Abu Dhabi, 1993. Yas Island theme parks and Louvre Abu Dhabi were just a dream. The tourist industry was non-existent and it was only businessmen who filled the handful of international hotels in the capital.
But change was coming. That year a striking new building opened on the waterfront in the Tourist Club area, which is now known as Al Zahiyah. Its design was new, its style modern and it even had a Trader Vic’s.
That building was the Beach Hotel. Established as the first Rotana hotel by Nasser Al Nowais and Selim El Zyr and backed by the hotel’s owner, Sheikh Suroor bin Mohammed, the three men foresaw that streams of tourists would one day clamour to visit the city.
“Many people tried to tell me – what are you doing [opening a hotel here]?” says Mr El Zyr, who was also the hotel’s first general manager.
“But it was too late. I was committed."
When it opened on October 10, Beach Rotana – as it became known – was the first major hotel in Abu Dhabi since the 1980s. Archive posters played this up.
“Not just another hotel. It is another world,” ran the tagline of one brilliantly retro advert.
The design was also new. Canadian architecture firm Crang and Boake devised a building in the postmodern style with a minimal use of concrete sun shades, a common feature of modernist arcades in the older Hilton and Sheraton hotels.
“We opened a hotel with the dreams of that time,” says Mr El Zyr, from Lebanon.
“And within six months we had the biggest market share.”
If the opening in 1973 of Hilton Abu Dhabi represented a new era of internationalism and Le Meridien and Sheraton's appearances some years later were the second wave of development, then the Rotana represented the third. Here was a local brand, with local backers who considered Abu Dhabi its home.
Beach Rotana had modern rooms and refreshed menus. But its ace card was Trader Vic’s, which opened in 1994. It was the first branch of the Polynesian-themed outlet in the UAE and diners had to wait a week for a table, something unheard of in Abu Dhabi today.
“Every day I had people calling me to help them get in,” Mr El Zyr says.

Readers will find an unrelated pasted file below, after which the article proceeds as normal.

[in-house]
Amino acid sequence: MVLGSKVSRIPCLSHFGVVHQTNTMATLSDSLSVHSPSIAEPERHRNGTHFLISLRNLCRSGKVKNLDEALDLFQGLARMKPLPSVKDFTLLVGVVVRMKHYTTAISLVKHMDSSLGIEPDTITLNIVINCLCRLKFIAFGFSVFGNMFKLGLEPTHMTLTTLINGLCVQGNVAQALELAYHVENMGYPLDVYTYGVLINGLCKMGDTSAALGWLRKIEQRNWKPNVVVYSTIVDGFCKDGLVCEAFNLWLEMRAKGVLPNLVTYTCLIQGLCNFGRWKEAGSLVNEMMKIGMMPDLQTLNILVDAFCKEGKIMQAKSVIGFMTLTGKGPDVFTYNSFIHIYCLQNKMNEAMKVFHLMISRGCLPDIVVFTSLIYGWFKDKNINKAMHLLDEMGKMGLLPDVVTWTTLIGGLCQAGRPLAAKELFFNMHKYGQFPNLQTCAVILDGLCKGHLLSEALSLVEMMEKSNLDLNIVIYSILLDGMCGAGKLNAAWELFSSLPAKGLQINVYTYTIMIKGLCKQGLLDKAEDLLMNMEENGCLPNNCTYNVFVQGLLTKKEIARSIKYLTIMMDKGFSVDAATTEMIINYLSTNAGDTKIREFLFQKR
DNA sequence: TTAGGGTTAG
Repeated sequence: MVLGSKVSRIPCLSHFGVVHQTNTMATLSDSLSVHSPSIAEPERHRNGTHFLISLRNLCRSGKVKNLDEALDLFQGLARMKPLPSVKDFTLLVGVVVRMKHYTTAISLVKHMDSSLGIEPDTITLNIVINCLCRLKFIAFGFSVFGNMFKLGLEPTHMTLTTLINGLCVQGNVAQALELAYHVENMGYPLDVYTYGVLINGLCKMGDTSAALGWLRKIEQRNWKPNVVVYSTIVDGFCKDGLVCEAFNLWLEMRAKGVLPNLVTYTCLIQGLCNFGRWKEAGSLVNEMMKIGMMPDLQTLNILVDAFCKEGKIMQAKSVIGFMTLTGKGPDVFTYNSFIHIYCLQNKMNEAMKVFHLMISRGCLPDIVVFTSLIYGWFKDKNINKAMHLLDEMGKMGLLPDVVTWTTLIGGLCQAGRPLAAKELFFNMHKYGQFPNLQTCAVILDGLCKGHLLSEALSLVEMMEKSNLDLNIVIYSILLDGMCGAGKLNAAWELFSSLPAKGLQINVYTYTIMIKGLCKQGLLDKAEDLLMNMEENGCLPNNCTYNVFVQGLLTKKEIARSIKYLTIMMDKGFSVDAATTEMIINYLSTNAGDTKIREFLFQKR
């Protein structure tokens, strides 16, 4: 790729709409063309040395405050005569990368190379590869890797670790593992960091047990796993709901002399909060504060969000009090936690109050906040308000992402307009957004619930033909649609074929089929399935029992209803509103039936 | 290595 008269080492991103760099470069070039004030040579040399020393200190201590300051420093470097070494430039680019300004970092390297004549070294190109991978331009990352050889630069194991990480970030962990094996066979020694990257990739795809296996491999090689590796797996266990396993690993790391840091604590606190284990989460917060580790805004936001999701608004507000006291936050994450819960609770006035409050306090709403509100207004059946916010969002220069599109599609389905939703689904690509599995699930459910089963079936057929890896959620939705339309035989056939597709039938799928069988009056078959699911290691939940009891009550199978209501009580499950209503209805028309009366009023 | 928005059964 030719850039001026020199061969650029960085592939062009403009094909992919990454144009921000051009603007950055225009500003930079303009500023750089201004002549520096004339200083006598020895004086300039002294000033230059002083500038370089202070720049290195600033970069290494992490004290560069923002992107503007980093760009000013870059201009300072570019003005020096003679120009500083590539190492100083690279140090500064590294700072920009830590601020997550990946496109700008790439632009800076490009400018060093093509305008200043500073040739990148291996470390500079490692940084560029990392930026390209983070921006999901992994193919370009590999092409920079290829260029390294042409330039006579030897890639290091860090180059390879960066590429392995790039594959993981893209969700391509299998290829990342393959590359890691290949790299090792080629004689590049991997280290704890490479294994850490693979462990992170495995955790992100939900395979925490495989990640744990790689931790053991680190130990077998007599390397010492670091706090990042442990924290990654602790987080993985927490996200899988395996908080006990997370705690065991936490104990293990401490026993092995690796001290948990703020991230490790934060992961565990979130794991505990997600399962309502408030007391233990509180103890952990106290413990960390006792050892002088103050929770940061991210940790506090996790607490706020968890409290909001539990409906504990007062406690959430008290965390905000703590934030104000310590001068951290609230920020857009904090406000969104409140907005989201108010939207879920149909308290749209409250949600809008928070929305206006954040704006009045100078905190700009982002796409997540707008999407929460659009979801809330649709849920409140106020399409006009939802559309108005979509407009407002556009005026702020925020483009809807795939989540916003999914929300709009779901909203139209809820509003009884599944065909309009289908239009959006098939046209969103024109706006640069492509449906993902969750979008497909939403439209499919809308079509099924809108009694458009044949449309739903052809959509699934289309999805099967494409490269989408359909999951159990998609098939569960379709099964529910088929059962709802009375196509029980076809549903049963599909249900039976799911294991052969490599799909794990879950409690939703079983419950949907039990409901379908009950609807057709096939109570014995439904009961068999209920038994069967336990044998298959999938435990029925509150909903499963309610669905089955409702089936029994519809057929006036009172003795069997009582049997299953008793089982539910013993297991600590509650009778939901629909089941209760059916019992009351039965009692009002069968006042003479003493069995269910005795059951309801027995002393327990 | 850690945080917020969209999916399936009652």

Early photographs show just how isolated the hotel was. Empty sand lay where the huge towers of Al Maryah Island loom today, while the famous Tourist Club leisure centre – which gives the hotel’s neighbourhood its name – was still to open.
Since then, the hotel has gone on to host numerous famous figures, including Sheikh Zayed, the Founding Father, the UK's Prince Charles and Hollywood stars such as Laurence Fishburne.
Yet the Beach Rotana’s long-serving staff have not forgotten the early days. “I was applying to many hotels,” says Theresa Aungon, who came from the Philippines in 1993 in search of a better life.
“But no one got back to me. I had no money and no food.”
Ms Aungon, who was 38 at the time, had almost given up finding work when she saw the Rotana under construction and sent in her CV.
“I prayed that God will help me. When they told me I got the job, I said now I can eat three times a day. When I go back to my country I’m not hungry any more because of Rotana. I’m really proud to say that," she says.
Ms Aungon, a ladies tailor, is one of four staff who have worked at Beach Rotana since 1993.
Muhammad Nisar Khan joined as a bus driver from Pakistan that year, transporting crews from Philippine Airlines, Royal Jordanian and KLM, as well as taking guests to and from the airport. He was only 21 at the time.
“Around this area was all sand," he said. "And we were thinking: 'who would live here as this is out of the city?'. But today guests still ask for me by name.”
The hotel has expanded, its restaurants have been renovated and its number of rooms quadrupled from 250 to about 1,000. Trader Vic’s is found where the original reception was.
Rotana now operates more than 100 hotels across the region. It is a staggering local success story in a hotel landscape which has been totally transformed.
Back then Abu Dhabi had up to 4,000 rooms. Today there are 30,000.
Would it be possible to replicate the success of the hotel if building from scratch today? Mr El Zyr says he isn’t sure.
“In the past it was personal. Nasser Al Nowais knows somebody so he goes to him and says: ‘you are building a hotel, we would like to manage it for you’. But today that is not possible. It has become more institutional," he says.
Another prohibitive factor is the money. The Beach Rotana cost Dh80 million to build at the time but would cost Dh500m today.
“Beach Rotana changed the city,” Mr El Zyr says.
“The first change was Hilton, the second was Sheraton and the third electric shock was Beach Rotana.
“I want to thank everyone who supported the hotel in the past 26 years. We count on them.”